Grabbing of 50 million Facebook profiles

Part one: The Whistleblower

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– In an era of big data and fake news political
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leaders are changing and so too the way they campaign. What you post on social
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media is being watched being used and what you see is crafted like never
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before and bestriding this vast digital
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frontier is Cambridge Analytica a company which trawls personal data to
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try to predict then alter voter behavior. A company which claims it was pivotal in
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getting Donald Trump elected – but which today extraordinarily has been suspended
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from Facebook. Through this former insider we can reveal it involves a data
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grab of not just hundreds of thousands of user profiles but around 50 million
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and accusing Cambridge Analytica of this and more their former director of
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research Chris Wylie.
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– if we look at what Cambridge Analytica does online it’s
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coercive people don’t know that it’s being done to them.
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– It’s time says Wylie
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for us to know more about the methods of Cambridge Analytica
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– Computers are
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better at understanding who you are as a person than even your co-workers or your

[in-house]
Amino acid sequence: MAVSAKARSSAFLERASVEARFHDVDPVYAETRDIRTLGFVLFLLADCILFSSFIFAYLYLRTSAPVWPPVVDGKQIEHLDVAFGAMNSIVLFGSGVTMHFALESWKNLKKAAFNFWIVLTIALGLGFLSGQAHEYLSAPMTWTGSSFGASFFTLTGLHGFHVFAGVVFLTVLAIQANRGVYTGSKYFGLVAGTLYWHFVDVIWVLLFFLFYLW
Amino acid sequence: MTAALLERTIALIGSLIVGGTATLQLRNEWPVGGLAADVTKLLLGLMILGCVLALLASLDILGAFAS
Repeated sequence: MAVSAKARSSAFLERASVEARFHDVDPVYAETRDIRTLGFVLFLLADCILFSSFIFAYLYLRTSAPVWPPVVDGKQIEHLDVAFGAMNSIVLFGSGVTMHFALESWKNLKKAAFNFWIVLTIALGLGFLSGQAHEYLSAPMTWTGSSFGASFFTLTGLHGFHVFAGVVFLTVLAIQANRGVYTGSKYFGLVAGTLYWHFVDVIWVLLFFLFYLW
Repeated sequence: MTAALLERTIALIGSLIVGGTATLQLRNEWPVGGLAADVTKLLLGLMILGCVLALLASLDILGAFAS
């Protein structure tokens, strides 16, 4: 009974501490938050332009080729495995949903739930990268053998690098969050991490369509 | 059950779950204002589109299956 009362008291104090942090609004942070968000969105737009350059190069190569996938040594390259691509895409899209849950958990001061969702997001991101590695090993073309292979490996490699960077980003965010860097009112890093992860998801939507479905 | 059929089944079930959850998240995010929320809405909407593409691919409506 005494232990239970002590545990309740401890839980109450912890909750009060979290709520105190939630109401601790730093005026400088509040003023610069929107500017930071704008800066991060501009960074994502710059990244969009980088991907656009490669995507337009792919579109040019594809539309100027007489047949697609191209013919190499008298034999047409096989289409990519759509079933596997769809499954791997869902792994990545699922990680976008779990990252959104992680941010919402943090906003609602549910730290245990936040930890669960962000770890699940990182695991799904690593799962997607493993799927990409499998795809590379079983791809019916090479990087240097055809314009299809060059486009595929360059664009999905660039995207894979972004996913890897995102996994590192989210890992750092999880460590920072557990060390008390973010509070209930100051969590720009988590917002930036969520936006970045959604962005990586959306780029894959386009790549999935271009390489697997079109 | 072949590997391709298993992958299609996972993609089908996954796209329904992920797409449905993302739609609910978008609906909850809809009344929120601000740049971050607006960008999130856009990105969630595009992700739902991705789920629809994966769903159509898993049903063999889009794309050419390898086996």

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friends
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This is an information war he says – social media is the battleground
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and you are the target
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it weighs on me that I played a pivotal role
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in setting up a company that I think has done a lot of harm to the democratic
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process in a lot of countries
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We begin this story in Cambridge it’s 2013 and at
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the university psychometric center they’re delving into the world of
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Facebook and psychology into what glimpses into the soul might your
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Facebook Likes revealed cutting edge research which Chris Wiley was quick to
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spot and now helps explain
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– On social media you curate yourself you put so
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much information about who you are in one single place so whenever you go and
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you like something you are giving me a clue as to who you are as a person and
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so all of this can be captured very easily and run through an algorithm that
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learns who you are when you go to work right your co-workers only see one side
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of you your friends only see one side of you
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but a computer sees all kinds of sides of you and so we can get better than
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human level accuracy at predicting your behaviour
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-really
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– yes absolutely
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– some dispute that but for Chris Wiley then just 23 the notion was as seductive
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as it was potentially lucrative – the company he worked for Strategic